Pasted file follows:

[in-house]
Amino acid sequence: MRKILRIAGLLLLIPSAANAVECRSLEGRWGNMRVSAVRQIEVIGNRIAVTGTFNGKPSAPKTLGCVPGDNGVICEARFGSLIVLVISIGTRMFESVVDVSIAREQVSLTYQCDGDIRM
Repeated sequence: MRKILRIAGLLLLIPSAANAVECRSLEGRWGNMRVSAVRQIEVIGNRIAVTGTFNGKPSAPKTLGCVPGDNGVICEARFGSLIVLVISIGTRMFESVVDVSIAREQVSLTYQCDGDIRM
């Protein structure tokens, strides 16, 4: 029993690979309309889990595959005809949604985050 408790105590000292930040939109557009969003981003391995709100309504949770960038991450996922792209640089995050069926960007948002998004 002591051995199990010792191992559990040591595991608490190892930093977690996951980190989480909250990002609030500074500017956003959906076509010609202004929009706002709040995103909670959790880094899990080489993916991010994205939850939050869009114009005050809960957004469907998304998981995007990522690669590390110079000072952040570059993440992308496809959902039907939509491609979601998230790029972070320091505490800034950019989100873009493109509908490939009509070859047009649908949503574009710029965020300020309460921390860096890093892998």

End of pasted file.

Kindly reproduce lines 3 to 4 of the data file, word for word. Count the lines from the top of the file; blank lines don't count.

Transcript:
Repeated sequence: MRKILRIAGLLLLIPSAANAVECRSLEGRWGNMRVSAVRQIEVIGNRIAVTGTFNGKPSAPKTLGCVPGDNGVICEARFGSLIVLVISIGTRMFESVVDVSIAREQVSLTYQCDGDIRM
């Protein structure tokens, strides 16, 4: 029993690979309309889990595959005809949604985050 408790105590000292930040939109557009969003981003391995709100309504949770960038991450996922792209640089995050069926960007948002998004 002591051995199990010792191992559990040591595991608490190892930093977690996951980190989480909250990002609030500074500017956003959906076509010609202004929009706002709040995103909670959790880094899990080489993916991010994205939850939050869009114009005050809960957004469907998304998981995007990522690669590390110079000072952040570059993440992308496809959902039907939509491609979601998230790029972070320091505490800034950019989100873009493109509908490939009509070859047009649908949503574009710029965020300020309460921390860096890093892998």